Ferrari and Red Bull were the teams who, rather than complained, simply wanted clarification over the issue.

Unlike last year, this problem has been dealt with quickly and professionally, and it’s great to see these sort of decisions speeded up. The double-decker diffuser issue still hasn’t left F1, so hopefully this will be the end of the news about this new innovation.

McLaren rear wing to be inspected

The slot and rear wing desing of the McLaren MP4-25

The slot and rear wing desing of the McLaren MP4-25

McLaren’s MP4-25 rear wing is to be inspected in Bahrain, following concerns from Red Bull and Ferrari over its legality.

While Ferrari have since been less concerned about the issue, they and Red Bull have asked Charlie Whiting, FIA race director, to closely inspect the rear wing. Christian Horner in particular has seeked clarification over the concept of McLaren’s rear wing.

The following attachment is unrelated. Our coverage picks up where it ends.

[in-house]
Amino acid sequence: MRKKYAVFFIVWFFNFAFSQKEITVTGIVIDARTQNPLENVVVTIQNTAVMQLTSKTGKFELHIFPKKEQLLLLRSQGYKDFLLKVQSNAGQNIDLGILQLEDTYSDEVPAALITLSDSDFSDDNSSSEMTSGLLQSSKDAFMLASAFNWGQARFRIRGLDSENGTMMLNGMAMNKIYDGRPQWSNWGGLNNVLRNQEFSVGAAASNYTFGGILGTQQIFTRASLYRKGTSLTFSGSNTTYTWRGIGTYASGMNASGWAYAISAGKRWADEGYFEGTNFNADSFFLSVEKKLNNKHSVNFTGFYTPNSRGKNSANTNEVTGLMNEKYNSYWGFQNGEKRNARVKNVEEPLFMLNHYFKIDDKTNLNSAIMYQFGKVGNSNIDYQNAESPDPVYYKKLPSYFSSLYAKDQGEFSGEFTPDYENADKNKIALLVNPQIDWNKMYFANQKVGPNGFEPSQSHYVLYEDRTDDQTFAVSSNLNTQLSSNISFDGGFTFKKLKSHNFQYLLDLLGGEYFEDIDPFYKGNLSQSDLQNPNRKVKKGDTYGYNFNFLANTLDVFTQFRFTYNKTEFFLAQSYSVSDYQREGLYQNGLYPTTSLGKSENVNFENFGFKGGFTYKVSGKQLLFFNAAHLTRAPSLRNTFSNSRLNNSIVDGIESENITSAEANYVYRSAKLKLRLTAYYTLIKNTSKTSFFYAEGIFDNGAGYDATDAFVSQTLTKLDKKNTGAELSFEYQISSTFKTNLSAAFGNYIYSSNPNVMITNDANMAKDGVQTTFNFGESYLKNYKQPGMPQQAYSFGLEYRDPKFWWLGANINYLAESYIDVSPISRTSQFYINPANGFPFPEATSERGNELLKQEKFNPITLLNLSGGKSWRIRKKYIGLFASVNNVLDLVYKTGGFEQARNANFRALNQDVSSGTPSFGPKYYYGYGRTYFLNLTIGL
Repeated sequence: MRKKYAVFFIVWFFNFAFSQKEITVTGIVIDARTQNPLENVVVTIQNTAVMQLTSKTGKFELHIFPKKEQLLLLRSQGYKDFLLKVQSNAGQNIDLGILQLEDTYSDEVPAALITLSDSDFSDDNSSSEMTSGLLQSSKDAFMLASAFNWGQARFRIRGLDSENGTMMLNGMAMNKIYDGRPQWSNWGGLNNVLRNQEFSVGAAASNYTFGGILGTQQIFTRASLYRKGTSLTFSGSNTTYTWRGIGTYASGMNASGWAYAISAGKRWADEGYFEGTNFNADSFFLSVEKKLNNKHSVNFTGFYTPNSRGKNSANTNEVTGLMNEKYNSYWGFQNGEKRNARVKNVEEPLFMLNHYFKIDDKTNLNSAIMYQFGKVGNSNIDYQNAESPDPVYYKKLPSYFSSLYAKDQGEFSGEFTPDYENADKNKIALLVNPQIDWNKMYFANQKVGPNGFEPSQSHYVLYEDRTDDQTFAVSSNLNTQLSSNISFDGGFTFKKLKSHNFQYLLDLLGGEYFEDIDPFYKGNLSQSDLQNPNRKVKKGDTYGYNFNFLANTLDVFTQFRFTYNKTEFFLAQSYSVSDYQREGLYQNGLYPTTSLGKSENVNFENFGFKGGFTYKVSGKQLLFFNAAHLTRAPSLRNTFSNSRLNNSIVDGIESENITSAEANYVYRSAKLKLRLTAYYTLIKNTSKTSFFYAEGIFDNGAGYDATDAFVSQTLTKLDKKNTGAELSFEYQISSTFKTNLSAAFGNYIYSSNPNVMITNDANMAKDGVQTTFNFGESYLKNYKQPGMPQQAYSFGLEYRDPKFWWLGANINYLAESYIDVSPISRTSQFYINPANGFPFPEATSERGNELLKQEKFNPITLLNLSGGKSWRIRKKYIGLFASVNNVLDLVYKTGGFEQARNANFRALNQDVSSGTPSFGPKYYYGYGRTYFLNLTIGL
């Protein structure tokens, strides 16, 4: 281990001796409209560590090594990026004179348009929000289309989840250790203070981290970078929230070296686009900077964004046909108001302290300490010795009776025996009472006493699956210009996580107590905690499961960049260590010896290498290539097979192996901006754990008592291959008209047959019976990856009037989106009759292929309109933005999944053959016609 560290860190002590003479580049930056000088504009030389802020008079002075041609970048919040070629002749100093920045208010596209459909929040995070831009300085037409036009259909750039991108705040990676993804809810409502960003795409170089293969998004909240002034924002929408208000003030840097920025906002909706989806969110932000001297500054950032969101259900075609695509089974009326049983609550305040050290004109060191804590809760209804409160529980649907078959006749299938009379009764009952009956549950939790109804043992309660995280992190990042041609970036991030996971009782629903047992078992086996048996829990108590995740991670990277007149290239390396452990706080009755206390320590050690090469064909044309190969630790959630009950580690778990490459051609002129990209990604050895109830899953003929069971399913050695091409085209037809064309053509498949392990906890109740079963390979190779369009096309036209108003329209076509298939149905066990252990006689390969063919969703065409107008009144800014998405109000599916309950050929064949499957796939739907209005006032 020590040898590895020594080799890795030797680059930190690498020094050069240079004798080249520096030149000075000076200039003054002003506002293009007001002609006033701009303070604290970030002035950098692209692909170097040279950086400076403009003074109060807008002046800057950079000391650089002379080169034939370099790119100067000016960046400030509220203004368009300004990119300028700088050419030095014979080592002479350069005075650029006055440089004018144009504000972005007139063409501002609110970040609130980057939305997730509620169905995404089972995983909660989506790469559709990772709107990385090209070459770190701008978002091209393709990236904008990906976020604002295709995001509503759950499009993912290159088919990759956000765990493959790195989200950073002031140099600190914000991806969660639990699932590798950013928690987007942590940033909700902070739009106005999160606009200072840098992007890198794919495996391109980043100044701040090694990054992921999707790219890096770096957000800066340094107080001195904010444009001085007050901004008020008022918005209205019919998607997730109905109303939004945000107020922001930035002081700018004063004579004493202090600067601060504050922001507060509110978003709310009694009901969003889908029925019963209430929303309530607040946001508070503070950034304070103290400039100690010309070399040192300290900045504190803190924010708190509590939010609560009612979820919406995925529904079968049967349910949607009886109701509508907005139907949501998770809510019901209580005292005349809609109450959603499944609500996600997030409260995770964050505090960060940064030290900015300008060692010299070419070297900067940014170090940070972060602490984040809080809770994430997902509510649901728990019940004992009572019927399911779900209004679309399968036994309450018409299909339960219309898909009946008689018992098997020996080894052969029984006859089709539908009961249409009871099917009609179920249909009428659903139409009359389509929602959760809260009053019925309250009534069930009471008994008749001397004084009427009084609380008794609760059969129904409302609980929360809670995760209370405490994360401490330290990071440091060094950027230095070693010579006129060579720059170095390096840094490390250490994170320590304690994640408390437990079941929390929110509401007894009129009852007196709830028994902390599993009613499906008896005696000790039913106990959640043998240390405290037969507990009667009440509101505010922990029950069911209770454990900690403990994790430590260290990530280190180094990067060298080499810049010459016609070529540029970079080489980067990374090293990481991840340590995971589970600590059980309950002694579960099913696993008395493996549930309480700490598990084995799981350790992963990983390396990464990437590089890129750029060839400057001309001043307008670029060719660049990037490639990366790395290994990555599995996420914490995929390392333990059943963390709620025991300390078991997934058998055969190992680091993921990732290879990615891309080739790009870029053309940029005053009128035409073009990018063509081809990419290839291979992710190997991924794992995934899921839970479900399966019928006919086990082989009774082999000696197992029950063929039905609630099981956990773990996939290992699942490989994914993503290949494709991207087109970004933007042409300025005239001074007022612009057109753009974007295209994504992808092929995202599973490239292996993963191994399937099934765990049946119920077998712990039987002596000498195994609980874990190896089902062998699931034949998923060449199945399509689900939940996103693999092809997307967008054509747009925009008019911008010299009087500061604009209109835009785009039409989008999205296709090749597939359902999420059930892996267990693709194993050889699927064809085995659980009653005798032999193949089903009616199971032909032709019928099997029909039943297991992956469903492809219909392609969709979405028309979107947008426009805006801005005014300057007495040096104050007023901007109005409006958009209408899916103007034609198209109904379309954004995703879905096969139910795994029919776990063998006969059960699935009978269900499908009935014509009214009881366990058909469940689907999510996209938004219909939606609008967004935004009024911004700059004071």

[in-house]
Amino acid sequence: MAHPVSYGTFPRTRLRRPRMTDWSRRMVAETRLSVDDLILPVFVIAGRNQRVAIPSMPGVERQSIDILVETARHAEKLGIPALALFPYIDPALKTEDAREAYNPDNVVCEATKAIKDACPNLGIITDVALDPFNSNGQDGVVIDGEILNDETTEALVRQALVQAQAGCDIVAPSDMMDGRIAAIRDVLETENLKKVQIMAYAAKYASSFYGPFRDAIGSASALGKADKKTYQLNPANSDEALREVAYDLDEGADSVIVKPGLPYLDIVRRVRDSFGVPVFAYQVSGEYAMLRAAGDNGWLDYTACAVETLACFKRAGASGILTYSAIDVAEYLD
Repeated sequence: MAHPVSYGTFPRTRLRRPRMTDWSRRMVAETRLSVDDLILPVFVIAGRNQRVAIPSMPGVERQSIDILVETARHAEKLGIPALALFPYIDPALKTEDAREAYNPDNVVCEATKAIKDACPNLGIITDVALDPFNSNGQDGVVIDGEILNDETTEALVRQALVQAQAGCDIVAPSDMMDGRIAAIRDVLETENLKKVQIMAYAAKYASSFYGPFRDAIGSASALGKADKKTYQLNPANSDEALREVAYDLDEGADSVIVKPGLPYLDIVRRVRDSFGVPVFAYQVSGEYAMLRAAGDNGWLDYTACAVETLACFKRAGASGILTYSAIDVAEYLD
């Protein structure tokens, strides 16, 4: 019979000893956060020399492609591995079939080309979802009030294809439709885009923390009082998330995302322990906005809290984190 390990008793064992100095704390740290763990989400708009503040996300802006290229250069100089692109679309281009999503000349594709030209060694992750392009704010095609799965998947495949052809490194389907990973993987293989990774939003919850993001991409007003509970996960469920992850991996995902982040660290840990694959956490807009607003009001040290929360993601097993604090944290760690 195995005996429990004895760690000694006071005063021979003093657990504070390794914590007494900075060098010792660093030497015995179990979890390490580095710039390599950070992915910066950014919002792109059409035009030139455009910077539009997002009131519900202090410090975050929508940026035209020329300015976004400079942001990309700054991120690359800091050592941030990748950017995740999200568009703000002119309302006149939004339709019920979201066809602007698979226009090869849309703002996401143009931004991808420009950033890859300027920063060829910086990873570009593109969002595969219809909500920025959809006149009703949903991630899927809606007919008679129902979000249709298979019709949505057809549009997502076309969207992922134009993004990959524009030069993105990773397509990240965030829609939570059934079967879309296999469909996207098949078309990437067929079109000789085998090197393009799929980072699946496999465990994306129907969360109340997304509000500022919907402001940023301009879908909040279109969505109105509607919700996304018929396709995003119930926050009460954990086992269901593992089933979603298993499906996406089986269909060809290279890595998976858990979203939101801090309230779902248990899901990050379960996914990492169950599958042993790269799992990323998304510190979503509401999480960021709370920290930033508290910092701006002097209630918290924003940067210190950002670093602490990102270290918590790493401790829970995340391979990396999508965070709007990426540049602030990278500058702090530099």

The issue deals with a slot just above the driver helmet. It feeds air away from the rear wing, which “stalls” the wing at high speed. It reduces drag and still increases downforce. It is believed that the McLaren in faster in a straight line by 6mph because of this innovation.

While McLaren have already invited Charlie Whiting to inspect the innovation, his flight from South America was heavily delayed, so he cancelled the trip to Woking. The car will instead be examined at Bahrain this weekend.

Although Christian Horner is still asking the FIA for clarification, he still believes the innovation is legal: